Last week’s news that another individual met his demise while in contact with law enforcement, this time in Los Angeles, reinforced the urgent the need to develop a less contentious approach to the contact between police and the public. In many cases, this can be accomplished by having both the community and the police meet and begin a dialogue. A true dialogue must occur in which both sides are willing to listen to each other as well as stake out positions to ensure that change can begin to occur. Staten Island is still working through the healing process from the Eric Garner incident and as result the need for this dialogue is clearly apparent.
During the Ninth Annual Youth Empowerment Summit, held at Wagner College, a key event was a panel discussion entitled “NYPD and Community Engagement”. The summit brought together a variety of community resources as well as entertainment directed to the young people of Staten Island. The entertainment included two notable presentations: a performance by Christine Dixon in the role of Harriet Tubman and demonstration of break dancing by the NYC Arts Cypher. In addition, representatives of organizations both cultural and social were available with guidance and information.
The panel discussion was spirited, energetic and productive thanks to both excellent panelists and the effort by the moderator, Bobby Digi. Mr. Digi’s role in the continuing efforts to reduce tensions and create a more peaceful climate on Staten Island is considerable and he has developed a strong network of contacts on both sides of the issue.
Panelists spoke of the major issues in the often difficult relationship with the NYPD. Cultural competency has become an area of concern. Many police officers are not familiar with the local communities in which they are serving and as a result misunderstandings take place. The deployment of resources is also another problem; the community sees area where police presence should be greater, yet the officers are “over deployed” in areas leading to concern regarding response time and effectiveness.
On the subject of policing, the panelists spoke of lack of understanding regarding the arrest process by many citizens. They made it clear that the police have arrested individuals without cause at times, but those individuals must submit to the arrest process all the same. This is a concept titled “voluntary compliance”. If the individual under arrest fails to comply the authorities are authorized to use up to lethal force to complete the arrest if necessary. Once arrested, the individual can use the law to press for justice regarding arrests that are dubious in basis.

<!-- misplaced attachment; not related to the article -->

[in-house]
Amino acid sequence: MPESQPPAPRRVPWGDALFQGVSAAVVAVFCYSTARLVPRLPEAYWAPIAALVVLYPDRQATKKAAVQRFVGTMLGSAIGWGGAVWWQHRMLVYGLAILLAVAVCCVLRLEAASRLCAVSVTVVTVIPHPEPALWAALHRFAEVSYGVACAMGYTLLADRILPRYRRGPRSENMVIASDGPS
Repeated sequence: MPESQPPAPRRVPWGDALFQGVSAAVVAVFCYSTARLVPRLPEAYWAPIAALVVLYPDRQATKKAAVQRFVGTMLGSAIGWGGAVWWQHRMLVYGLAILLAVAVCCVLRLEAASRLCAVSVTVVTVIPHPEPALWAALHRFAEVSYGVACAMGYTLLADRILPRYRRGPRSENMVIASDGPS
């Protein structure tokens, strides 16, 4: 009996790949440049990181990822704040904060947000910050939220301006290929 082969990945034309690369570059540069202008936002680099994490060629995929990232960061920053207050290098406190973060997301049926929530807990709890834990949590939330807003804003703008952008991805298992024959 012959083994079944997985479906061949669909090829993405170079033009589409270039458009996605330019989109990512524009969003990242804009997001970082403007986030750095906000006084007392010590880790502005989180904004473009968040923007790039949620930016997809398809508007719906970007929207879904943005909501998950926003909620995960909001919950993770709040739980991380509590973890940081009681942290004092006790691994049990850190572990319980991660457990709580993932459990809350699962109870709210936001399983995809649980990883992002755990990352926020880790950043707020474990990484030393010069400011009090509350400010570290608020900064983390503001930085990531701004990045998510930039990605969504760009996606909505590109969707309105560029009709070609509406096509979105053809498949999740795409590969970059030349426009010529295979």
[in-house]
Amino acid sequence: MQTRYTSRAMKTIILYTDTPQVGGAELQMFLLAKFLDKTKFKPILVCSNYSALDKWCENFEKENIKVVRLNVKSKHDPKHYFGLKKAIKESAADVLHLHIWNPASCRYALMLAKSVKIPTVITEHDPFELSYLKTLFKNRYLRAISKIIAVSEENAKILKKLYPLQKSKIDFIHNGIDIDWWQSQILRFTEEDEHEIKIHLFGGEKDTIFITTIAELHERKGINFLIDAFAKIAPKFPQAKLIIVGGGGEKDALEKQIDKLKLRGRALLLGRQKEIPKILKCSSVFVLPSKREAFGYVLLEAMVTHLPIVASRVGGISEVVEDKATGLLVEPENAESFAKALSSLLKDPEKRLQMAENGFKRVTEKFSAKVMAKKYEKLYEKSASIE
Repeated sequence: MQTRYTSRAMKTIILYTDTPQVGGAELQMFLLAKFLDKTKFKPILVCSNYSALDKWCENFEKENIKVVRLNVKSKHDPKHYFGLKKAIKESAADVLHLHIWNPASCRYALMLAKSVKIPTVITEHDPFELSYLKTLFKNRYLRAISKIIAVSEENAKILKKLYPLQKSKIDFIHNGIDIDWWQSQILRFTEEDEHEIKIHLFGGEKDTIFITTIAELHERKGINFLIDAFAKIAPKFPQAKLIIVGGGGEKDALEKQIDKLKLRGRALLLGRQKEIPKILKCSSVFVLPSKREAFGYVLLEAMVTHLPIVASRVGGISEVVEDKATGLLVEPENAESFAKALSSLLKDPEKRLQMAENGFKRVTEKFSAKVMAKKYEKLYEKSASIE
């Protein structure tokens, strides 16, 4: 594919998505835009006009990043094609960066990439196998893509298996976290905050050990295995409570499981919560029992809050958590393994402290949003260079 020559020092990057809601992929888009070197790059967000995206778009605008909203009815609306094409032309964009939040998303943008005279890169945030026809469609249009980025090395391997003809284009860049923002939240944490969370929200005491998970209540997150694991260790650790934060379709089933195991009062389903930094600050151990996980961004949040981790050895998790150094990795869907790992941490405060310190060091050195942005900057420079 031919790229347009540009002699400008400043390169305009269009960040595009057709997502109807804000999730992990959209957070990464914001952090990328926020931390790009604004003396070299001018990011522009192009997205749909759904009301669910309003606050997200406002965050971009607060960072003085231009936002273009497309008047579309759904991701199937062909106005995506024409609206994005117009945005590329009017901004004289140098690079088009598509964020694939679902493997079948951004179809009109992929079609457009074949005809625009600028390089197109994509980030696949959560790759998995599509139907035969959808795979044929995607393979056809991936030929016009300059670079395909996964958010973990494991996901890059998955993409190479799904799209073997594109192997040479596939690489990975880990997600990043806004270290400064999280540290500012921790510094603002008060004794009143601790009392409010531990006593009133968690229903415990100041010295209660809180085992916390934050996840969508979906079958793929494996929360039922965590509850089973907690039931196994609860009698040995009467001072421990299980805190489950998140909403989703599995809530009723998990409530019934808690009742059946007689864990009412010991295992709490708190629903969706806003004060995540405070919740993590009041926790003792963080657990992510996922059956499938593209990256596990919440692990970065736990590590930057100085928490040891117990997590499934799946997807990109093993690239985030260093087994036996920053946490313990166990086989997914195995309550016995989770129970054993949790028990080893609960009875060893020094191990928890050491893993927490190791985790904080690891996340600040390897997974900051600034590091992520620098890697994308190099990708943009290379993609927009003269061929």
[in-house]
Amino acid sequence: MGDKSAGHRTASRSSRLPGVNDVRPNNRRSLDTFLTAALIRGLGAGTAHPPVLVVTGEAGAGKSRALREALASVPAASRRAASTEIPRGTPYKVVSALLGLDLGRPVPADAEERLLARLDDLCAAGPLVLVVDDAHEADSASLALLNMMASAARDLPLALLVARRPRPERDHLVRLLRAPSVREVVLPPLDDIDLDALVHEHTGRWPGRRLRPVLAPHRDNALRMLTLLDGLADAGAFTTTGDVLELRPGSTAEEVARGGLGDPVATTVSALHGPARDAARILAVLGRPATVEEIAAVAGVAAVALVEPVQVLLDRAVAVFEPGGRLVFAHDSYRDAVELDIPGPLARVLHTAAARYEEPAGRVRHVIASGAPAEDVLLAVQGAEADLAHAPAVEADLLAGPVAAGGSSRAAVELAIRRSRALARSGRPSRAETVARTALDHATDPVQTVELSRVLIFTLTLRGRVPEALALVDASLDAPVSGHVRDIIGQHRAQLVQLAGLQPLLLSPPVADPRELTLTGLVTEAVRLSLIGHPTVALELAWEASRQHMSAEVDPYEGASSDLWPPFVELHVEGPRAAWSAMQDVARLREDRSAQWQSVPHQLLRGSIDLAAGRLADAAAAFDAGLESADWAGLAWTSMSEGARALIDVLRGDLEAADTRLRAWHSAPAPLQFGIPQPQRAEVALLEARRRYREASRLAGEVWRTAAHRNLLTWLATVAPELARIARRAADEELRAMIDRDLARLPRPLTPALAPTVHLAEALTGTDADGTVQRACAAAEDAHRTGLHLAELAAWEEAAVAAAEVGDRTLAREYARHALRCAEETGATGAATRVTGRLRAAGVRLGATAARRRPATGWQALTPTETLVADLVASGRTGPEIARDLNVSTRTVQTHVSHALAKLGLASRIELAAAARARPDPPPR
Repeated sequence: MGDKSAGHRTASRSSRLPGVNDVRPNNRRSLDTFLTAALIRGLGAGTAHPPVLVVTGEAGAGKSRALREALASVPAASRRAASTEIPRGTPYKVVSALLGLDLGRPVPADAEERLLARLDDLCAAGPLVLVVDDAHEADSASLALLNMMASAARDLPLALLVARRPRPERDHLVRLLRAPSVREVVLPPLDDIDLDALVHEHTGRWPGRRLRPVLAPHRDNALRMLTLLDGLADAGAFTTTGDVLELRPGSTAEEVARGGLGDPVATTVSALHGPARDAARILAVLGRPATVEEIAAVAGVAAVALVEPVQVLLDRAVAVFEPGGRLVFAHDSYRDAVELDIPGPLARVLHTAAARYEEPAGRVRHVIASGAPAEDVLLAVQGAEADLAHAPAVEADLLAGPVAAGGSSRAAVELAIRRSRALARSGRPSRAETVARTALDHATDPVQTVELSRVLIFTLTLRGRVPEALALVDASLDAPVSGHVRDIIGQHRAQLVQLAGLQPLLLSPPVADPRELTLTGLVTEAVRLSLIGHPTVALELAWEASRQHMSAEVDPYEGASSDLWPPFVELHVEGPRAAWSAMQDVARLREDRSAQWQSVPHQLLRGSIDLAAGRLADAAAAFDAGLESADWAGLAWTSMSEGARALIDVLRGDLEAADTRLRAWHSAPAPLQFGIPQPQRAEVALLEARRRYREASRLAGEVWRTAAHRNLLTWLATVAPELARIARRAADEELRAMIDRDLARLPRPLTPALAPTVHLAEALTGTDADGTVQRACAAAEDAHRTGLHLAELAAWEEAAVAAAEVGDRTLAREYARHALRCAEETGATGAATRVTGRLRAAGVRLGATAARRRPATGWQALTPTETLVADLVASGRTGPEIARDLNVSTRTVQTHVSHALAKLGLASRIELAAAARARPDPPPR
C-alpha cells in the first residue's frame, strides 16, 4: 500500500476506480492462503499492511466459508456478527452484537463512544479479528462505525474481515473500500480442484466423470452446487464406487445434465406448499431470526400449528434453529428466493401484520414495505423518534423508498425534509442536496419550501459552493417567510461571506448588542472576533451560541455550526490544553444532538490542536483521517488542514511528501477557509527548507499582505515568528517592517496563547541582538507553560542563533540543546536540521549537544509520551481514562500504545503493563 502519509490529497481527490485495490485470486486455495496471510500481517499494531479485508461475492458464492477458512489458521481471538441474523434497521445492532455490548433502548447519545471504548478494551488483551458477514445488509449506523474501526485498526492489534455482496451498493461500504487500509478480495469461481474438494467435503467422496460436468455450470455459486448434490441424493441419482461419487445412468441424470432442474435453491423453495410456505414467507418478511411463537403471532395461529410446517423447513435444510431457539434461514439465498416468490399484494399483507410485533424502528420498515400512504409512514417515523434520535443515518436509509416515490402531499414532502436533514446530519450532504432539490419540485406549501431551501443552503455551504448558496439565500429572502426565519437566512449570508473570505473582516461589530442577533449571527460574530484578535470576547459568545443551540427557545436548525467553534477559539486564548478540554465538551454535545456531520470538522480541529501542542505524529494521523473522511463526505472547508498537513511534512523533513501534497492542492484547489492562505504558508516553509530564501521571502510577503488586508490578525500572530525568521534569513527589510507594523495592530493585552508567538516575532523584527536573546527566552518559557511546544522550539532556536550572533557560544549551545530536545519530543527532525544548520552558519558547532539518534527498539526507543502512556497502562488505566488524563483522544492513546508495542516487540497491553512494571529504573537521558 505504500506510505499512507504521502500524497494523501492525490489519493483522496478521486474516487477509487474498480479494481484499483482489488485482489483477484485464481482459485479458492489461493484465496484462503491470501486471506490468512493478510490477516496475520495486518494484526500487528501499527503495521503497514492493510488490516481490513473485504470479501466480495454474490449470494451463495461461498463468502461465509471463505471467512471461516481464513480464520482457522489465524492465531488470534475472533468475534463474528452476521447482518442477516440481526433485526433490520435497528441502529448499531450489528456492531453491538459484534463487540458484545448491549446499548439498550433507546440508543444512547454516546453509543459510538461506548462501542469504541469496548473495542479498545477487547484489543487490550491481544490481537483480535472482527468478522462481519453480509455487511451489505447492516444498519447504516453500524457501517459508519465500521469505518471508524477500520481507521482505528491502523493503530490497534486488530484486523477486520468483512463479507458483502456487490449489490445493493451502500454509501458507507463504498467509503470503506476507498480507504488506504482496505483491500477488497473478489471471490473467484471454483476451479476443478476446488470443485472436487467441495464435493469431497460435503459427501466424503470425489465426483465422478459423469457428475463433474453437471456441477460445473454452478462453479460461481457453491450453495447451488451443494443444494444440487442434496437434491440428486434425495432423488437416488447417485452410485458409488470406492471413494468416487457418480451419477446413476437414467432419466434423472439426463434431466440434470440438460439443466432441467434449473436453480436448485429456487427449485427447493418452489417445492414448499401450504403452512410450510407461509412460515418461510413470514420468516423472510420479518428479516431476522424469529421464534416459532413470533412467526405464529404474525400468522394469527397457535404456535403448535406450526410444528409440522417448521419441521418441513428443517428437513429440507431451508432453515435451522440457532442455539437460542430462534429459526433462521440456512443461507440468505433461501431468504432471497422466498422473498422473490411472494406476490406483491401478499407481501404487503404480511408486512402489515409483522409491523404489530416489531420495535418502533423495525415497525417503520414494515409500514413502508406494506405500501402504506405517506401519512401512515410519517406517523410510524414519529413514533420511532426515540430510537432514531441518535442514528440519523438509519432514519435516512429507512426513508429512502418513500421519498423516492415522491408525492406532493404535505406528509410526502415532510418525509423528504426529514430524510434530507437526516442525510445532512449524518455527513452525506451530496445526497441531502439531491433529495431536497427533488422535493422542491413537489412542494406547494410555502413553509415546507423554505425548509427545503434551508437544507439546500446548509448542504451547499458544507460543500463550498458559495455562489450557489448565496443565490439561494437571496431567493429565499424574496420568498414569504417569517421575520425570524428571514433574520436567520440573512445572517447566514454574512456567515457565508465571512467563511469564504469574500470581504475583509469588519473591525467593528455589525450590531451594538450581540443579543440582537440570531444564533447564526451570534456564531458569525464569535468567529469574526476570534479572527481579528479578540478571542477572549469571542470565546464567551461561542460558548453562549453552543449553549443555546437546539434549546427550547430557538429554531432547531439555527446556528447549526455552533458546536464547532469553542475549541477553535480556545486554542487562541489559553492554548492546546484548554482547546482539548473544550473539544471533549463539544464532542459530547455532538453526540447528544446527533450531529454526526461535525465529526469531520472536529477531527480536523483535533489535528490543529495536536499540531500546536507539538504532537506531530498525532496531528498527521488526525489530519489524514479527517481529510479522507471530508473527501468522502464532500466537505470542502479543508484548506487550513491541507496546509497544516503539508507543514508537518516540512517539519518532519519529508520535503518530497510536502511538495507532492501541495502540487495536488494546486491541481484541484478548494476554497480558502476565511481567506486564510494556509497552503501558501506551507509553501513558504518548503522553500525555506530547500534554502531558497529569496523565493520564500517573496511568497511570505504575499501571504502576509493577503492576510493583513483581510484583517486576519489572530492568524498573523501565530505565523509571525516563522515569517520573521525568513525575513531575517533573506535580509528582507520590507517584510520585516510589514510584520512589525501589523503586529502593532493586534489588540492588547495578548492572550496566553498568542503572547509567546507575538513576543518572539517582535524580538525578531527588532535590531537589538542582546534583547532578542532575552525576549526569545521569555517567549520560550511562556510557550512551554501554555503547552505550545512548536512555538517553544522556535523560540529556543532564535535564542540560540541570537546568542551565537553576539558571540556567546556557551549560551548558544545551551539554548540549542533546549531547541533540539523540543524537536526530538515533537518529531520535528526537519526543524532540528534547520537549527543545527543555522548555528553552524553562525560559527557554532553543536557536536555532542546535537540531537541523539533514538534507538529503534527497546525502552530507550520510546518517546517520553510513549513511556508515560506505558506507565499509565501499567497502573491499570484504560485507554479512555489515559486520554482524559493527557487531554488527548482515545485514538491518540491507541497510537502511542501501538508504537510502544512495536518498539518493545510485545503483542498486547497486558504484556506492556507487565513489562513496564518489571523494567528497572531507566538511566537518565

One matter that all of the participants agreed upon, was the need for open conversation between the residents and the local police. There will be no changes unless there is one – to – one conversation between police and the community; this communication is especially critical for young males.
The use of social media to start the chat is important but the talk must continue with an understanding of what the reality is in terms of maintaining a safe and secure community. Police presence will continue to be necessary to create a livable neighborhood. The direction of that police presence can be guided by the community if they develop a positive relationship with the authorities.
The event ended with the presentation of awards to four people who have made a difference to the people of Staten Island. The recipients included: Jasmine Rey, president and CEO of Wallball World Handball Community and Assistant Chief Edward Delatorre, NYPD Staten Island Borough Commander.
This event was well attended judging by the fact that seats in the auditorium were at a premium. The next edition of the summit is eagerly awaited by both residents and participants.